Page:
How Much Real Estate Could You Buy for $1 Million?
“There are three things that matter in property: location, location, location”
Those are words from Harold Samuel, a British real-estate mogul from the 1900s. Broadly speaking, it’s a quote that still holds true—property values in the world’s best cities have always been worth a pretty penny.
The scarcity of real estate is driven by trends such as urbanization, which is the migration of people into cities. While the first examples of cities were built thousands of years ago, it was only recently that the majority of the population began to live in them. In fact, the urban population just overtook the rural population for the first time in 2007.
Of course, certain cities simply hold more appeal for wealthy people, and as a result, competition in the prime real estate market can be fierce.
To learn more about the sky-high cost of prime property in cities, this infographic visualizes data from Knight Frank’s Prime International Residential Index (PIRI 100).
What’s a Million Dollars Good For?
The following table lists the number of square feet that you could buy with one million dollars in various cities. We’ve included more cities on this list than in the graphic to create a more comprehensive comparison.
Monaco, the most expensive city on this list, is incredibly land-constrained with an area of just 0.78 square miles. For context, New York’s Central Park is 1.31 square miles in size.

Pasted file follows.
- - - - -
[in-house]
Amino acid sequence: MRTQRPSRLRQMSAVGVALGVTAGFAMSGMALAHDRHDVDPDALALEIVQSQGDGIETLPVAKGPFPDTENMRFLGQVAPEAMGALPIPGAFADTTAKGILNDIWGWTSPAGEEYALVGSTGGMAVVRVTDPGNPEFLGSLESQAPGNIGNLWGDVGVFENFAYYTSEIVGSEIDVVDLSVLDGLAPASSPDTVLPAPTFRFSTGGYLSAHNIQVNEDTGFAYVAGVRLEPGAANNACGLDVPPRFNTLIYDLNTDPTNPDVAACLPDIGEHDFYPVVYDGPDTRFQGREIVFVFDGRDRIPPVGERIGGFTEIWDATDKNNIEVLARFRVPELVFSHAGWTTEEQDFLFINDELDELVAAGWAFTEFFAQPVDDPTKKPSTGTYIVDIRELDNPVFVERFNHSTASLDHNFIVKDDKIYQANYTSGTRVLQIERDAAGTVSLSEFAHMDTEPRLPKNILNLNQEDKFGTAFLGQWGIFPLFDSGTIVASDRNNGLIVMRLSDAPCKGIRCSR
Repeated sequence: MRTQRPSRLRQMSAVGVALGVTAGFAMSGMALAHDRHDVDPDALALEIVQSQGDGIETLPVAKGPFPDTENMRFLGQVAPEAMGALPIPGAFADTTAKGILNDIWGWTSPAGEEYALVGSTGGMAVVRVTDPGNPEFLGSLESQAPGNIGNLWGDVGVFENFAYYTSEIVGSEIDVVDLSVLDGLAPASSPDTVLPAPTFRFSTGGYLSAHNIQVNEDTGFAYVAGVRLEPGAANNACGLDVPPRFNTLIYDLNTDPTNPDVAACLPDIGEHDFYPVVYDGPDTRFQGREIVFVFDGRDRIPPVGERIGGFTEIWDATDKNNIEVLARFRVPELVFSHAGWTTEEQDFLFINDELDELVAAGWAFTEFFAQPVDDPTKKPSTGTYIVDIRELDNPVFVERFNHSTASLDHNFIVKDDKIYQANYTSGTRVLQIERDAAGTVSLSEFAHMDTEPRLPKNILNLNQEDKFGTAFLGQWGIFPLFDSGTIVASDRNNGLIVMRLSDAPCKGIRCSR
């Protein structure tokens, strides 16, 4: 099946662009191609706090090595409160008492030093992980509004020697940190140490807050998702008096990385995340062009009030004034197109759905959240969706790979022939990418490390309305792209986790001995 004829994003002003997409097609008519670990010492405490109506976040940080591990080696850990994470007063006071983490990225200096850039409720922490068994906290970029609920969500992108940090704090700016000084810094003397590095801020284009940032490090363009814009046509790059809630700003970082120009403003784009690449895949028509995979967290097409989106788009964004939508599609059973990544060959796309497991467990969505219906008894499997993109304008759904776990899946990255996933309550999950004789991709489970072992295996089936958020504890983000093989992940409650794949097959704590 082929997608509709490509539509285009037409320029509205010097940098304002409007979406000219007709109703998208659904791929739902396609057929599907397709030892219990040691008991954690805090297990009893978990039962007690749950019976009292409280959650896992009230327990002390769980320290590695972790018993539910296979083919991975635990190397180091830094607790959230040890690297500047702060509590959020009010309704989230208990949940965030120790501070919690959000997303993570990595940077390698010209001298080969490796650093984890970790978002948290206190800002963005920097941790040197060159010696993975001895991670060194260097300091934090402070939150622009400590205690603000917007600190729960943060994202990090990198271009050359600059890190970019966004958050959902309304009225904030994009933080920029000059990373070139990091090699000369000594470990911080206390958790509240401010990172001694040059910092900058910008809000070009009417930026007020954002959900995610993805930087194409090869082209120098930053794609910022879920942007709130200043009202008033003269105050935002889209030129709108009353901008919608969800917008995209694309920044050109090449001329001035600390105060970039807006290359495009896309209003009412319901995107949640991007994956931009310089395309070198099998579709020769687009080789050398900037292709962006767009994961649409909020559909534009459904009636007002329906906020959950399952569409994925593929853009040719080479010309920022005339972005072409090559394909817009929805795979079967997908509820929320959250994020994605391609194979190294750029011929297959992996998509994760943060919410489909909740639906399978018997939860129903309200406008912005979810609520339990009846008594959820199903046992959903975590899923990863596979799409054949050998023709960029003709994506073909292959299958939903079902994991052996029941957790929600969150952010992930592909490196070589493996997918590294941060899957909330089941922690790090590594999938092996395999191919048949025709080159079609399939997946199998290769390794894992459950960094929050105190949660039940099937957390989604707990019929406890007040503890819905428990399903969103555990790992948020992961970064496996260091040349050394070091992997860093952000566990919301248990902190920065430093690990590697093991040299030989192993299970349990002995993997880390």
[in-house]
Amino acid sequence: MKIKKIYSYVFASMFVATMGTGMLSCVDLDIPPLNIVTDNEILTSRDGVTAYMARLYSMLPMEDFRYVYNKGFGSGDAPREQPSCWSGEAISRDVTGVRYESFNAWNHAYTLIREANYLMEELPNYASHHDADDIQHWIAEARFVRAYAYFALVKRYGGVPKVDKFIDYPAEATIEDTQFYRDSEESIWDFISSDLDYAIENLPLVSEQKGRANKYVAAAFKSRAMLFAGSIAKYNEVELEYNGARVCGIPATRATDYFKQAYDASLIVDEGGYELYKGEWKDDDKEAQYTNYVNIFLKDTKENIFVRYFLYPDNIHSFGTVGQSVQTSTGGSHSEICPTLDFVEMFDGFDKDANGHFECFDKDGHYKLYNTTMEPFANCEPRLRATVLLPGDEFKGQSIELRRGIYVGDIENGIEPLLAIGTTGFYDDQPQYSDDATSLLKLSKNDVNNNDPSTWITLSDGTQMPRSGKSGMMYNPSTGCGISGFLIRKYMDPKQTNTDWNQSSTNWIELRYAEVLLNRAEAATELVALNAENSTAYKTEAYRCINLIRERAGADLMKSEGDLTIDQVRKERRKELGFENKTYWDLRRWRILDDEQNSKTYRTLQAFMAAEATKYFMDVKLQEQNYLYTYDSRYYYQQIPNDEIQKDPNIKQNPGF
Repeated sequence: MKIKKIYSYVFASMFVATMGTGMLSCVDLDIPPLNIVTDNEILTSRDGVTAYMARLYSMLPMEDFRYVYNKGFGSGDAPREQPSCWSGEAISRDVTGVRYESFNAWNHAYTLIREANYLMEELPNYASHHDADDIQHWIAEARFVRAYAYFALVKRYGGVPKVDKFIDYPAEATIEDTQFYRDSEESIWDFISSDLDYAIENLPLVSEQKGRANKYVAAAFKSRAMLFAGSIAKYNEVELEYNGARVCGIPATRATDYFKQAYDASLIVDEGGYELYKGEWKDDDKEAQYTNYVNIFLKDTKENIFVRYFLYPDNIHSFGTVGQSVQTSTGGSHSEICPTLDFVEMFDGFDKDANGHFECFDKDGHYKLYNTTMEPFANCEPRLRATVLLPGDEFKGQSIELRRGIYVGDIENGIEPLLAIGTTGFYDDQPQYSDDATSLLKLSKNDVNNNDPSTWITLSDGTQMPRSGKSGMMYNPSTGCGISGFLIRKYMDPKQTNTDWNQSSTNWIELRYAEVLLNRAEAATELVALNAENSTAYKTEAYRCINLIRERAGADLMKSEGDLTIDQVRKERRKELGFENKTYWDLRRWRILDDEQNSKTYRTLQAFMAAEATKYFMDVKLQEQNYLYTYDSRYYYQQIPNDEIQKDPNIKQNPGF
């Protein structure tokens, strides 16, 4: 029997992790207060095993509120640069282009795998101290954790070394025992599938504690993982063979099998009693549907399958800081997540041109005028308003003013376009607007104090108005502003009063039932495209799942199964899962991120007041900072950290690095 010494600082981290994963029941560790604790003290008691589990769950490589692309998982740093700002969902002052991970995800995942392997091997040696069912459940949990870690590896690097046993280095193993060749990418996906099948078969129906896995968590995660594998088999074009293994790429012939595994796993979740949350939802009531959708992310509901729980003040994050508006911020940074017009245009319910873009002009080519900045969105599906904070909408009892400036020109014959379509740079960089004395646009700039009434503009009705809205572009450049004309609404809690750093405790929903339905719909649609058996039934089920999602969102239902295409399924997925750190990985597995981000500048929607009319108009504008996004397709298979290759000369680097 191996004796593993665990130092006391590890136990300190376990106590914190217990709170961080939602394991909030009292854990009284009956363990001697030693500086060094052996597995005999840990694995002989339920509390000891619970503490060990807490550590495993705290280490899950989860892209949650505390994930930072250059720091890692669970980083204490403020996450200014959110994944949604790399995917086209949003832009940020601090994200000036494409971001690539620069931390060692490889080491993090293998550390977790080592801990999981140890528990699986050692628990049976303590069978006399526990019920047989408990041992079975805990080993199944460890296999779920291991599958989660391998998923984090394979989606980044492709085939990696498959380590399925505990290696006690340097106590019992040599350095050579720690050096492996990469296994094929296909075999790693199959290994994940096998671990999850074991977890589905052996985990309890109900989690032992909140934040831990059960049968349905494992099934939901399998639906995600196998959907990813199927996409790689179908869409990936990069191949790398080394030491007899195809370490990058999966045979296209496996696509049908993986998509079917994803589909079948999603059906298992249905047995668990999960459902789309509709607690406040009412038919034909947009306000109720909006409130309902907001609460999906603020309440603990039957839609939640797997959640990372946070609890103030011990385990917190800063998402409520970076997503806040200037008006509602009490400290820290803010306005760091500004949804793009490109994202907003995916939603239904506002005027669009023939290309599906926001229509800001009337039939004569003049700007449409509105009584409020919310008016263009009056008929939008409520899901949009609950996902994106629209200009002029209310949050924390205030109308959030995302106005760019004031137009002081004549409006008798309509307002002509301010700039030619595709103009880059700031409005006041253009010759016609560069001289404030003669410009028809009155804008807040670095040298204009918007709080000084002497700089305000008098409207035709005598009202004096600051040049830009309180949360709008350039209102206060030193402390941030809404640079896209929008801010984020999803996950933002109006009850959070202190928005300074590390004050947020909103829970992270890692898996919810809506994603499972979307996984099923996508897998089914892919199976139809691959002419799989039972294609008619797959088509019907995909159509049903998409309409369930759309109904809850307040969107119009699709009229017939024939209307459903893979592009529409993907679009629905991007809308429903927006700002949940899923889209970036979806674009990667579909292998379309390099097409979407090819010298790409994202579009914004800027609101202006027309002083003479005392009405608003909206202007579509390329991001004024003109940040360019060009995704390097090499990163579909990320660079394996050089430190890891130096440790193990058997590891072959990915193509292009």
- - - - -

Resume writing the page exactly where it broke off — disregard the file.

In second place is Hong Kong, which has become notorious for its difficult real estate market. Just 7% of the city is zoned for residential use, which pushes many of its citizens into sub-100 square feet micro apartments. These housing units offer grim living standards and are often referred to as “coffin homes”.
On the other side of the spectrum, Hong Kong recently set the record for the most expensive home in Asia. A 3,378 square foot penthouse sold for $59 million in 2021, translating to $17,500 per square foot.
What is Prime Real Estate?
You may be wondering what prime real estate is.
Knight Frank defines it as “the most desirable and expensive property in the area, generally defined as the top 5% of the market by value.”
This suggests that the prices visualized above are on the upper end of the scale, and that more attainable homes are available.
Source: Visual Capitalist and Knightfrank